Sunday, December 16, 2012

Having a Flat Headcount

I hear this a lot:  “We’re not raising headcount!  We’re already too heavy in <one department or another>!”

You hear this from heads of industry.  You hear this from upper and middle management. 

And it’s an absolute crap idea. 

If you've read my post on technical debt, you know that it’s possible for companies to get themselves into trouble to the point where all their people can do is keep up.  This happened to a lot of companies in 2007/2008 when the economy tanked, and businesses shed employees to “keep the lights on” levels.  As the economy stabilized a bit, business appetite grew faster than staffs, and those “keep the lights on” employees were tasked with putting more stuff out there, usually just adding to the technical debt pile.

So here we get to why flat staff is a crap idea.  Eventually you get to the point where you can only handle the interest payments (maintenance) on your technical debt.  Once you get to that point, you now have no staff to take advantage of business opportunities that come up.

And come up they do.  They’re out there, even if you’re refusing to look at them.  Places where your IT technology group could be helping you make more money: know your client better, streamline your middle/back office operations, virtualize and automate processes, move applications or entire functions to the cloud.

But if you are swamped in technical debt, and are unable to pay principal on your old debt, you don’t have any bandwidth to take advantage of any profitable opportunities. 

So anyone saying that they have to stay with a flat or declining headcount no matter what the situation is indicating that they are willing to pass up present improvement or investigate possible improvement, no matter what the return on that improvement investment would be.  And that’s the real rub.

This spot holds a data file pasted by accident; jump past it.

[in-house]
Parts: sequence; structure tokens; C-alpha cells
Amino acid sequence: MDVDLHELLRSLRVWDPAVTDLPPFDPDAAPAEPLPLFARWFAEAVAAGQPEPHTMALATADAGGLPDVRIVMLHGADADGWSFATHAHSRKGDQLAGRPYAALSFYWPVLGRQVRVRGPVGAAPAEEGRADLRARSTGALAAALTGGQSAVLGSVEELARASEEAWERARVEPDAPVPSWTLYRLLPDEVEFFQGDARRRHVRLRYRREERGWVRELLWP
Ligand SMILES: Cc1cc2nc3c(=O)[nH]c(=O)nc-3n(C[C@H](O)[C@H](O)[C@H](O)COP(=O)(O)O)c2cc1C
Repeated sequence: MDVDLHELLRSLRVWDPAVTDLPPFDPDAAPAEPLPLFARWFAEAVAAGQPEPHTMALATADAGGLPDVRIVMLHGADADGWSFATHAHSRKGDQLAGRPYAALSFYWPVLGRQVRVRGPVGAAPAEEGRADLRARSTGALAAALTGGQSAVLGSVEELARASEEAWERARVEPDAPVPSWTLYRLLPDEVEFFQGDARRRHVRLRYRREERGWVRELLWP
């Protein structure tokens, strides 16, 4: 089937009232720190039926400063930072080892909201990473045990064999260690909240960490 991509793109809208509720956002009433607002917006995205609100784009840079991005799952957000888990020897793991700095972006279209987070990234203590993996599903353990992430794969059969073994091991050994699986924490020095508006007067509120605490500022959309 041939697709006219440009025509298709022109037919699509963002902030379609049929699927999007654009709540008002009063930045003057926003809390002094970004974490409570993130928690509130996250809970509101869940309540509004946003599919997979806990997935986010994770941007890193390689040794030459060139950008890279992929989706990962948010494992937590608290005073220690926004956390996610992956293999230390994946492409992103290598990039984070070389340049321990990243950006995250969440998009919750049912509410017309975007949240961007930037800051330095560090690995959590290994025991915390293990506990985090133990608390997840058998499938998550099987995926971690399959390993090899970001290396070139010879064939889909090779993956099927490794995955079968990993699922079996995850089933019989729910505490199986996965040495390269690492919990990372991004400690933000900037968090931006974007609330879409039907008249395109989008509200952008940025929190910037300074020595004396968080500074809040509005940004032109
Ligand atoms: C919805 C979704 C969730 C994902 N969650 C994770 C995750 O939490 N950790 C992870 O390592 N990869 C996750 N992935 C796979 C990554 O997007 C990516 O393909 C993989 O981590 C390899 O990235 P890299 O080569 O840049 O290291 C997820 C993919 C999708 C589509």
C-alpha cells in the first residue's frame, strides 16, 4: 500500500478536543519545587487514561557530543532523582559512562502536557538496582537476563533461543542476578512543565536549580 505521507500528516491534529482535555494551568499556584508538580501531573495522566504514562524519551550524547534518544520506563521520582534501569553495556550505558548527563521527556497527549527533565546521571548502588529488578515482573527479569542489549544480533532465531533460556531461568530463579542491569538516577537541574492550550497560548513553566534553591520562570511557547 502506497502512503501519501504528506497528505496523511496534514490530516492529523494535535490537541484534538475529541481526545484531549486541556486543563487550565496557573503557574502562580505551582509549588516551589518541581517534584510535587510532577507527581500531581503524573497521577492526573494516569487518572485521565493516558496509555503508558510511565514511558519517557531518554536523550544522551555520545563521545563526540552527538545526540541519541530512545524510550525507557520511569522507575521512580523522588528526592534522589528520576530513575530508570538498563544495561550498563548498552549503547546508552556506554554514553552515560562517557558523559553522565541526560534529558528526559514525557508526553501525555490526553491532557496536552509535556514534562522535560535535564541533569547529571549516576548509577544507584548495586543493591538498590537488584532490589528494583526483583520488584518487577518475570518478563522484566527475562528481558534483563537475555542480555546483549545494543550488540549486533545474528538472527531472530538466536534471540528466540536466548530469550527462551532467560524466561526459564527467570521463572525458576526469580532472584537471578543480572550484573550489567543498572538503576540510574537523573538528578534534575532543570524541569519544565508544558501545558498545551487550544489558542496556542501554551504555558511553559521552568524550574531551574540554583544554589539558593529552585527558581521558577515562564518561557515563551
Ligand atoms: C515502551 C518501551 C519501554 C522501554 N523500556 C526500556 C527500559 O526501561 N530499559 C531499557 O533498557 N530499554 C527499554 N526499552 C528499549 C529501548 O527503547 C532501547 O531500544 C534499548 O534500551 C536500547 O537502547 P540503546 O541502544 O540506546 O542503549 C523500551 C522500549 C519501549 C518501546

That’s like having all your money going out to the interest expense of credit debt and being unable to move when someone comes up and tells you about a great investment opportunity.  To take advantage of investment opportunities, you have to have cash on hand (or liquid investments with lower return).  By the same token, to invest in technology projects that improve your company, you need to always have people that are working on things that can be delayed or postponed temporarily.  You simply can’t afford to have no human capital on hand. 

I am aware you can get staff-aug with consulting services; that’s like borrowing a little money to invest, and that can be a winning strategy, too.  The point is, though, that you can’t get new work done if your staff is always paying unavoidable technical debt.

Ultimately, what I'm trying to say is that any business leader who says that staffing needs to stay flat is basically saying, "No matter how lucrative the opportunity to use new human capital is, we will not even consider it."  When put that way, I doubt any business leader would agree with that statement.  As such, when you are working with short staff, ensure you are able to articulate the value of new projects to the business.  Put the right way, pretty much any constraint can be worked around.

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